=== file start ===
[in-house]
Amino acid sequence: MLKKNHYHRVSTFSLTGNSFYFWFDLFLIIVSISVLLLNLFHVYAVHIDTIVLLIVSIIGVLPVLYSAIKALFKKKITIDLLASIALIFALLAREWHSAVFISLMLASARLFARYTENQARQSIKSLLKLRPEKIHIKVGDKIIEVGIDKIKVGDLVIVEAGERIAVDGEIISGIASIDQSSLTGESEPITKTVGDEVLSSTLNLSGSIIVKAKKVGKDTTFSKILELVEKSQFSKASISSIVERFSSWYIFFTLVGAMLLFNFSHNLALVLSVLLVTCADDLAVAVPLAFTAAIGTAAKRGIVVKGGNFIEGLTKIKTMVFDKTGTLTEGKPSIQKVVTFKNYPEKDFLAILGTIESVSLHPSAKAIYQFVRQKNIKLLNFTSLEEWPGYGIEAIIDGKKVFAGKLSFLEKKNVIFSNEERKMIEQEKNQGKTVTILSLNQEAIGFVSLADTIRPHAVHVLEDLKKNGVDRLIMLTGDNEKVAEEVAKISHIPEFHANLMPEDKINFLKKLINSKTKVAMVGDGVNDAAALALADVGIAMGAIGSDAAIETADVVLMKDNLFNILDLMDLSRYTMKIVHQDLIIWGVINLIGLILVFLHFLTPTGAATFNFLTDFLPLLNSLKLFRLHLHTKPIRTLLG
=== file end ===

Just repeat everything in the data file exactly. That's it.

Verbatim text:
[in-house]
Amino acid sequence: MLKKNHYHRVSTFSLTGNSFYFWFDLFLIIVSISVLLLNLFHVYAVHIDTIVLLIVSIIGVLPVLYSAIKALFKKKITIDLLASIALIFALLAREWHSAVFISLMLASARLFARYTENQARQSIKSLLKLRPEKIHIKVGDKIIEVGIDKIKVGDLVIVEAGERIAVDGEIISGIASIDQSSLTGESEPITKTVGDEVLSSTLNLSGSIIVKAKKVGKDTTFSKILELVEKSQFSKASISSIVERFSSWYIFFTLVGAMLLFNFSHNLALVLSVLLVTCADDLAVAVPLAFTAAIGTAAKRGIVVKGGNFIEGLTKIKTMVFDKTGTLTEGKPSIQKVVTFKNYPEKDFLAILGTIESVSLHPSAKAIYQFVRQKNIKLLNFTSLEEWPGYGIEAIIDGKKVFAGKLSFLEKKNVIFSNEERKMIEQEKNQGKTVTILSLNQEAIGFVSLADTIRPHAVHVLEDLKKNGVDRLIMLTGDNEKVAEEVAKISHIPEFHANLMPEDKINFLKKLINSKTKVAMVGDGVNDAAALALADVGIAMGAIGSDAAIETADVVLMKDNLFNILDLMDLSRYTMKIVHQDLIIWGVINLIGLILVFLHFLTPTGAATFNFLTDFLPLLNSLKLFRLHLHTKPIRTLLG